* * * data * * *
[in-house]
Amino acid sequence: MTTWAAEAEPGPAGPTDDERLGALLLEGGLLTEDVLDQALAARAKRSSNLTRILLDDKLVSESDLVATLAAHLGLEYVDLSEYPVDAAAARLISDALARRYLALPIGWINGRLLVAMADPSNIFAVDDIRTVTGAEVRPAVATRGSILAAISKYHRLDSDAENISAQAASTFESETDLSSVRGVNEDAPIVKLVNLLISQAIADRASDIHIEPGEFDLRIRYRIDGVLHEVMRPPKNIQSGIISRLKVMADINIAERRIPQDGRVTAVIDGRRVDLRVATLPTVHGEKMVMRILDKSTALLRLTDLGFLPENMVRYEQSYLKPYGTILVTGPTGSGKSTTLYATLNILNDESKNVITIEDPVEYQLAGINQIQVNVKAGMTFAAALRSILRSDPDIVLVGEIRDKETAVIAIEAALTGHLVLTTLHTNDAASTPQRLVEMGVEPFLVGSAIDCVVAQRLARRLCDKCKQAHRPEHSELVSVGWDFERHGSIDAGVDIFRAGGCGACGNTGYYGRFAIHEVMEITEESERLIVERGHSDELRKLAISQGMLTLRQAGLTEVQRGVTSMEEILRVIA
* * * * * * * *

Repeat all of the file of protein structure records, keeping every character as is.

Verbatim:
[in-house]
Amino acid sequence: MTTWAAEAEPGPAGPTDDERLGALLLEGGLLTEDVLDQALAARAKRSSNLTRILLDDKLVSESDLVATLAAHLGLEYVDLSEYPVDAAAARLISDALARRYLALPIGWINGRLLVAMADPSNIFAVDDIRTVTGAEVRPAVATRGSILAAISKYHRLDSDAENISAQAASTFESETDLSSVRGVNEDAPIVKLVNLLISQAIADRASDIHIEPGEFDLRIRYRIDGVLHEVMRPPKNIQSGIISRLKVMADINIAERRIPQDGRVTAVIDGRRVDLRVATLPTVHGEKMVMRILDKSTALLRLTDLGFLPENMVRYEQSYLKPYGTILVTGPTGSGKSTTLYATLNILNDESKNVITIEDPVEYQLAGINQIQVNVKAGMTFAAALRSILRSDPDIVLVGEIRDKETAVIAIEAALTGHLVLTTLHTNDAASTPQRLVEMGVEPFLVGSAIDCVVAQRLARRLCDKCKQAHRPEHSELVSVGWDFERHGSIDAGVDIFRAGGCGACGNTGYYGRFAIHEVMEITEESERLIVERGHSDELRKLAISQGMLTLRQAGLTEVQRGVTSMEEILRVIA